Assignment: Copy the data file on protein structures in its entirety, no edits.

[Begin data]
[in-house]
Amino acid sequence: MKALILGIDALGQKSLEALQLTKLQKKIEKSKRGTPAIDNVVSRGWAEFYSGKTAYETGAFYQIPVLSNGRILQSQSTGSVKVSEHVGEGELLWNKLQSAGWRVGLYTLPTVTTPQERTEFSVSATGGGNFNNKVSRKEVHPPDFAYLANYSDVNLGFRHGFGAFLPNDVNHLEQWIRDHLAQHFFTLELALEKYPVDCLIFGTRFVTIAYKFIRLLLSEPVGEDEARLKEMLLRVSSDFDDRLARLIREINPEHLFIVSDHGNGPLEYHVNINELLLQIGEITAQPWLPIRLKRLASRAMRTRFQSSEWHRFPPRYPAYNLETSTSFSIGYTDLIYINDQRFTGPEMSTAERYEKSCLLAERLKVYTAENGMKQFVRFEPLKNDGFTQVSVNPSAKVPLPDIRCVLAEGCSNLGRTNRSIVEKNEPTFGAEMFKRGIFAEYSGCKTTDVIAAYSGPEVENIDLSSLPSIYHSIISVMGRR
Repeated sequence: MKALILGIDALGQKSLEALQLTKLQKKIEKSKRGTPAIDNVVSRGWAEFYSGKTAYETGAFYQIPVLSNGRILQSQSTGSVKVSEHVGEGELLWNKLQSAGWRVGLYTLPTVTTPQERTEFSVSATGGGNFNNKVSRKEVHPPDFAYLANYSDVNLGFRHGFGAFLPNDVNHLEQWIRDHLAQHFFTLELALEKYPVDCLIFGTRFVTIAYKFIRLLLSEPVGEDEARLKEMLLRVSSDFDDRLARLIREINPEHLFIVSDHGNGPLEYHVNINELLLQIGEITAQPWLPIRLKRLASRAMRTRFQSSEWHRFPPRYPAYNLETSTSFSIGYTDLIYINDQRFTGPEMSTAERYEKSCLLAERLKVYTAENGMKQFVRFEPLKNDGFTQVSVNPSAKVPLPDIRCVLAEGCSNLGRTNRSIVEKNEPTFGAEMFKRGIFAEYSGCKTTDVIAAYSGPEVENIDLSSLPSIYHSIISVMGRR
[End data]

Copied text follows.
[in-house]
Amino acid sequence: MKALILGIDALGQKSLEALQLTKLQKKIEKSKRGTPAIDNVVSRGWAEFYSGKTAYETGAFYQIPVLSNGRILQSQSTGSVKVSEHVGEGELLWNKLQSAGWRVGLYTLPTVTTPQERTEFSVSATGGGNFNNKVSRKEVHPPDFAYLANYSDVNLGFRHGFGAFLPNDVNHLEQWIRDHLAQHFFTLELALEKYPVDCLIFGTRFVTIAYKFIRLLLSEPVGEDEARLKEMLLRVSSDFDDRLARLIREINPEHLFIVSDHGNGPLEYHVNINELLLQIGEITAQPWLPIRLKRLASRAMRTRFQSSEWHRFPPRYPAYNLETSTSFSIGYTDLIYINDQRFTGPEMSTAERYEKSCLLAERLKVYTAENGMKQFVRFEPLKNDGFTQVSVNPSAKVPLPDIRCVLAEGCSNLGRTNRSIVEKNEPTFGAEMFKRGIFAEYSGCKTTDVIAAYSGPEVENIDLSSLPSIYHSIISVMGRR
Repeated sequence: MKALILGIDALGQKSLEALQLTKLQKKIEKSKRGTPAIDNVVSRGWAEFYSGKTAYETGAFYQIPVLSNGRILQSQSTGSVKVSEHVGEGELLWNKLQSAGWRVGLYTLPTVTTPQERTEFSVSATGGGNFNNKVSRKEVHPPDFAYLANYSDVNLGFRHGFGAFLPNDVNHLEQWIRDHLAQHFFTLELALEKYPVDCLIFGTRFVTIAYKFIRLLLSEPVGEDEARLKEMLLRVSSDFDDRLARLIREINPEHLFIVSDHGNGPLEYHVNINELLLQIGEITAQPWLPIRLKRLASRAMRTRFQSSEWHRFPPRYPAYNLETSTSFSIGYTDLIYINDQRFTGPEMSTAERYEKSCLLAERLKVYTAENGMKQFVRFEPLKNDGFTQVSVNPSAKVPLPDIRCVLAEGCSNLGRTNRSIVEKNEPTFGAEMFKRGIFAEYSGCKTTDVIAAYSGPEVENIDLSSLPSIYHSIISVMGRR